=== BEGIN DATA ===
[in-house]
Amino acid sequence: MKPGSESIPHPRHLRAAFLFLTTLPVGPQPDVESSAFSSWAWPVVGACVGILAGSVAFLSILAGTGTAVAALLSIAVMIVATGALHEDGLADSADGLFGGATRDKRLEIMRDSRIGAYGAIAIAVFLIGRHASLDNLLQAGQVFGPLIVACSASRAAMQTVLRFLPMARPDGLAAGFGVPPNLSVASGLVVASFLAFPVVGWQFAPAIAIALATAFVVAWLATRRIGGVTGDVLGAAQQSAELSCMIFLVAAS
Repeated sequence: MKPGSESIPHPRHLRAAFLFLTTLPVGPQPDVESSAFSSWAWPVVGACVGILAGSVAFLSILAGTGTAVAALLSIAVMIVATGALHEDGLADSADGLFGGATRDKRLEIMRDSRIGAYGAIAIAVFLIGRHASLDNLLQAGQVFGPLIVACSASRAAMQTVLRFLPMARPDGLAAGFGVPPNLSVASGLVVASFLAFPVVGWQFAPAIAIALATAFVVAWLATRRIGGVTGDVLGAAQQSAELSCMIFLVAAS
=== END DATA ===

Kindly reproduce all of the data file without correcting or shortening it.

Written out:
[in-house]
Amino acid sequence: MKPGSESIPHPRHLRAAFLFLTTLPVGPQPDVESSAFSSWAWPVVGACVGILAGSVAFLSILAGTGTAVAALLSIAVMIVATGALHEDGLADSADGLFGGATRDKRLEIMRDSRIGAYGAIAIAVFLIGRHASLDNLLQAGQVFGPLIVACSASRAAMQTVLRFLPMARPDGLAAGFGVPPNLSVASGLVVASFLAFPVVGWQFAPAIAIALATAFVVAWLATRRIGGVTGDVLGAAQQSAELSCMIFLVAAS
Repeated sequence: MKPGSESIPHPRHLRAAFLFLTTLPVGPQPDVESSAFSSWAWPVVGACVGILAGSVAFLSILAGTGTAVAALLSIAVMIVATGALHEDGLADSADGLFGGATRDKRLEIMRDSRIGAYGAIAIAVFLIGRHASLDNLLQAGQVFGPLIVACSASRAAMQTVLRFLPMARPDGLAAGFGVPPNLSVASGLVVASFLAFPVVGWQFAPAIAIALATAFVVAWLATRRIGGVTGDVLGAAQQSAELSCMIFLVAAS